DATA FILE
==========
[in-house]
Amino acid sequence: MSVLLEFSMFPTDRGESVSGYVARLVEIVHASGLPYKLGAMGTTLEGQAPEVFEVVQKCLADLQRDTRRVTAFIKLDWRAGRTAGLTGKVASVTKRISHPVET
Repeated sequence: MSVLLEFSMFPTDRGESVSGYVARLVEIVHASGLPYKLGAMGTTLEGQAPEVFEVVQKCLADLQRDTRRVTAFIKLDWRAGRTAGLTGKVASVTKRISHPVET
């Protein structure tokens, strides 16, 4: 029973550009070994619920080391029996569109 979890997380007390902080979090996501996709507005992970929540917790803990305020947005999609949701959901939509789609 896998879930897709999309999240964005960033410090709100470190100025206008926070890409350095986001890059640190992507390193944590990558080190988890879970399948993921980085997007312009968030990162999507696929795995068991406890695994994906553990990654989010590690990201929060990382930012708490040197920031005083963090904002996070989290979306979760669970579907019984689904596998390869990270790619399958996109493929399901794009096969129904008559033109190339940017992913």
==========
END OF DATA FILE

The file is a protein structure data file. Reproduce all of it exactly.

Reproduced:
[in-house]
Amino acid sequence: MSVLLEFSMFPTDRGESVSGYVARLVEIVHASGLPYKLGAMGTTLEGQAPEVFEVVQKCLADLQRDTRRVTAFIKLDWRAGRTAGLTGKVASVTKRISHPVET
Repeated sequence: MSVLLEFSMFPTDRGESVSGYVARLVEIVHASGLPYKLGAMGTTLEGQAPEVFEVVQKCLADLQRDTRRVTAFIKLDWRAGRTAGLTGKVASVTKRISHPVET
């Protein structure tokens, strides 16, 4: 029973550009070994619920080391029996569109 979890997380007390902080979090996501996709507005992970929540917790803990305020947005999609949701959901939509789609 896998879930897709999309999240964005960033410090709100470190100025206008926070890409350095986001890059640190992507390193944590990558080190988890879970399948993921980085997007312009968030990162999507696929795995068991406890695994994906553990990654989010590690990201929060990382930012708490040197920031005083963090904002996070989290979306979760669970579907019984689904596998390869990270790619399958996109493929399901794009096969129904008559033109190339940017992913």